7. Comments…..As a long time prepper, I viewed the above video, and while having food available, I wouldn’t necessarily have an over abundance of dried beans because they take a lot of water to cook them.  I would also recommend getting a solar cooker, there’s plans on the internet to make your own.  Also, the top ramen soup he recommends is loaded with sodium which is not healthy.  I buy a lot of canned goods because they require no cooking, or use of precious water, and the shelf life can be years beyond the expiration date.  I have cases of whole chickens so protein won’t be a problem.  Learn to grow your own veggies, and for fresh veggies learn to sprout.  It’s easy and nutritious.  Have a 5-gallon bucket available to use as a toilet.  There’s info on the internet on how to compost human waste.  Also, where there’s a lack of hot water available, there’s solar water bags available at WalMart in the sporting goods section.  They hold 5 gallons of water.  There’s nothing wrong with taking every precaution you can to be somewhat prep.  Never depend on the government for help as we have seen in disasters like Katrina and Haiti.  You will have a much better chance of surviving IF you are prepared and dependent on no one.

      8. Wheedle
        Have Mac forward me your email behind the line. I don’t want to put my email up in public. I’m At my BH in ST.A. and my RH is in GCS so we must be close.

      9. I’ve done a couple hurricanes down here in Texas. Our biggest issue was power. Gas for generators seemed to be impossible to find as no gas stations had power for the pumps. I modified my generator for tri-fuel applications with a kit from  Gas lines run underground and we have never lost gas pressure from any storm. I was able to save all the food in the fridge, have lights and air conditioning. In a SHTF situation, you’d stick out like a sore thumb, but for short term problems you can’t beat it.

      10. Wheedle,

        My wife laughed when i first started to make preparations, and creating plans of survival and evacuation.  she also got mad 6 years ago, when i used some of our savings to buy gold.
        Today she stands next to me when buying supplies, and has learned all safety precautions. Now she sees that the system is falling apart, and understood what i was telling her all these years.
        She doesn’t want to touch my mossberg mariner though, because she is afraid of weapons.
        The “road” was inspiring for me too, even though a bit depressing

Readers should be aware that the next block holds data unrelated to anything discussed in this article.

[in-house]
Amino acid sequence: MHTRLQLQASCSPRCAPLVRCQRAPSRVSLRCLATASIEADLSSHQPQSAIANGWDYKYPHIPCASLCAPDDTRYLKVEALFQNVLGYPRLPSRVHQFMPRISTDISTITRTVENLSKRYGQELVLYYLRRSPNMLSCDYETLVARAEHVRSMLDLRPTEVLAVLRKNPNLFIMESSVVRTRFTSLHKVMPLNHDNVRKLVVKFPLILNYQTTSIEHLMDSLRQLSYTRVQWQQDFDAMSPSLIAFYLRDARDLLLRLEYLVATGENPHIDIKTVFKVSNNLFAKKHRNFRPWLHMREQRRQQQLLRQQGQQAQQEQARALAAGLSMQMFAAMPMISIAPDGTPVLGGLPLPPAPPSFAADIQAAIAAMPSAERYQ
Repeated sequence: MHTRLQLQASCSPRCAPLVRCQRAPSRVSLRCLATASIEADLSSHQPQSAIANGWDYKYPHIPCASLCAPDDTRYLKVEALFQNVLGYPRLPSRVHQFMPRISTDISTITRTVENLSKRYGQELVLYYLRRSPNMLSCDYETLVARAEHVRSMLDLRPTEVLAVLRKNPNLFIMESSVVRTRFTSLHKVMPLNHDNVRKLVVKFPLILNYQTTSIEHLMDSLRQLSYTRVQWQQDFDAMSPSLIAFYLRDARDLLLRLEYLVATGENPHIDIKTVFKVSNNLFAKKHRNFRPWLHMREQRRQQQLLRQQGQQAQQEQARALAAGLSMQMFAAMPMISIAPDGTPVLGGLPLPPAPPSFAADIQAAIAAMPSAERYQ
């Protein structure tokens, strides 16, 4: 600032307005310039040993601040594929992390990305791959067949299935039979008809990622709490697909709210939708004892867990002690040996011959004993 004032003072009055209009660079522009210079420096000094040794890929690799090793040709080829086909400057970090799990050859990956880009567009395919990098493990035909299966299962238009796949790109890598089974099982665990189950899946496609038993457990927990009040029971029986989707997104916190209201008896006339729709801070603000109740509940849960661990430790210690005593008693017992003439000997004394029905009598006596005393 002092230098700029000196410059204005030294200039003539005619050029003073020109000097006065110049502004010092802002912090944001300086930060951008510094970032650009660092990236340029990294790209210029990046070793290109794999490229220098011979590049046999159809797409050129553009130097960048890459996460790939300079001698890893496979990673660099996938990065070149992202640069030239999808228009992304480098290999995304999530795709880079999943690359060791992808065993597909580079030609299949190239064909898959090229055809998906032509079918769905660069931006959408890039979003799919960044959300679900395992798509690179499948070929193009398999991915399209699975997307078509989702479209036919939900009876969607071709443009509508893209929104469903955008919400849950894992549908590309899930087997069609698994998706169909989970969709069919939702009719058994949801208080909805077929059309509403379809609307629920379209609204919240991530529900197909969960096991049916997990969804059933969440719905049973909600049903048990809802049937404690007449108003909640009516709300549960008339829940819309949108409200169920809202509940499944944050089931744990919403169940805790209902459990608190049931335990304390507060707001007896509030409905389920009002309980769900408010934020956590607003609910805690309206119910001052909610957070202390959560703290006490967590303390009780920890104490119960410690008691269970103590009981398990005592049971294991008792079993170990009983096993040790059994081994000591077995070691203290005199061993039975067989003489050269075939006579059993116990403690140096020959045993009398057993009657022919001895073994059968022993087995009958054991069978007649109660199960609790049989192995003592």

Be safe everybody,

      11. Yo Manos ~

        Your Mosbrg might be a bit intimidating for a woman, especialy if it’s a 12 ga. Get he to try a 20 ga.’snke-charmer’ or a Ruger 10/22 .22 cal. rifle; less noise & less recoil. Every woman needs to know how to use and be willing to use a firearm. Begging; “Please don’t hurt me and my family”, isn’t going to cut it.

      12. @ Patriot One
        Looking forward to exchanging ‘ tin foil hat ‘ theories & info. 🙂

        @ manos
        My wife has no desire to shoot shotguns, but she enjoys shooting here .22 revolver and quite good I might say.
        As you may have read my earlier comments, I started taking hurricane preparedness serious back in 1999. It wasn’t until I started watching  DEMCAD youtube channel, and going through his resource information, that I came to realize an economic collapse could occur.That was about a year ago.Been trying to prepare for that by beefing up the hurricane preps I already have.Economy is real bad in this area, as well as the whole country.

        Google Search,,,map of a recession by latoya,,,gerald celente worse economic collapse ever on youtube,,,imf chief warns of riots in response to economic crisis,,,marc faber lateline business interview august 26, 2009 on youtube,,,.
        I’m sure many of you have already viewed this info.

      13. That first search is,,,,the geography of a recession by latoya egwuekwe,,,,. I need to write these searches down.

      14. @Manos,
        MadMarkie was dead on…..My wife was practicing with a friends Ruger 10/22. He has the youth model which is like a bb gun with a red dot sight on it…….she’s sold…………

      15. MadMarkie and Wheedle,

        Thanks for the tip. A smaller caliber, probably something in32 auto, would be appropriate.
        I kinda like the colt 1903 pocket pistol:
        A good solution would be some caliber for both a revolver and a semi-auto, in order to have a better control of inventory. I’m not sure, is there a 9mm revolver?

      16. If we preppers are off our rocker, then so be it. I’ve known, seen it coming for decades by the grace of God. Gives me a bit more hope to see others starting to wake up and smell the coffee to where things are headed. The US is ticking off too many people, and living too far beyond it’s means for too long. It can’t go on too much longer, something has to give, and it will.

      17. The next time that someone sarcastically calls you a “survivalist”, ask them if they wear their seatbelt,when they say yes,say that they are one too.

      18. Well it is the end of 2012. Folks Laughed when I went solar and converted my gen units to natural gas and stocked up on ammo and food (MREs and Other foods with long shelf life) Past summer a Electric co transformer went up in smoke. Gas stations had no juice to pump gas with. Many who thought they were OK with a Gasoline Gen unit found out the hard way. My NG unit kept us up for a week. Then power came back up. They forgot about it. Then Sandy hit the East cost. No Gas and the crowds yelling at the COPs on account of it. Got lots of interest now. Too much. But I have noticed my neigbors and kin seem to have woke up. I mean Wide awake now. All the jokes have gone an reality is sinking it. Prepare Food water ammo family and Christ. Good luck folks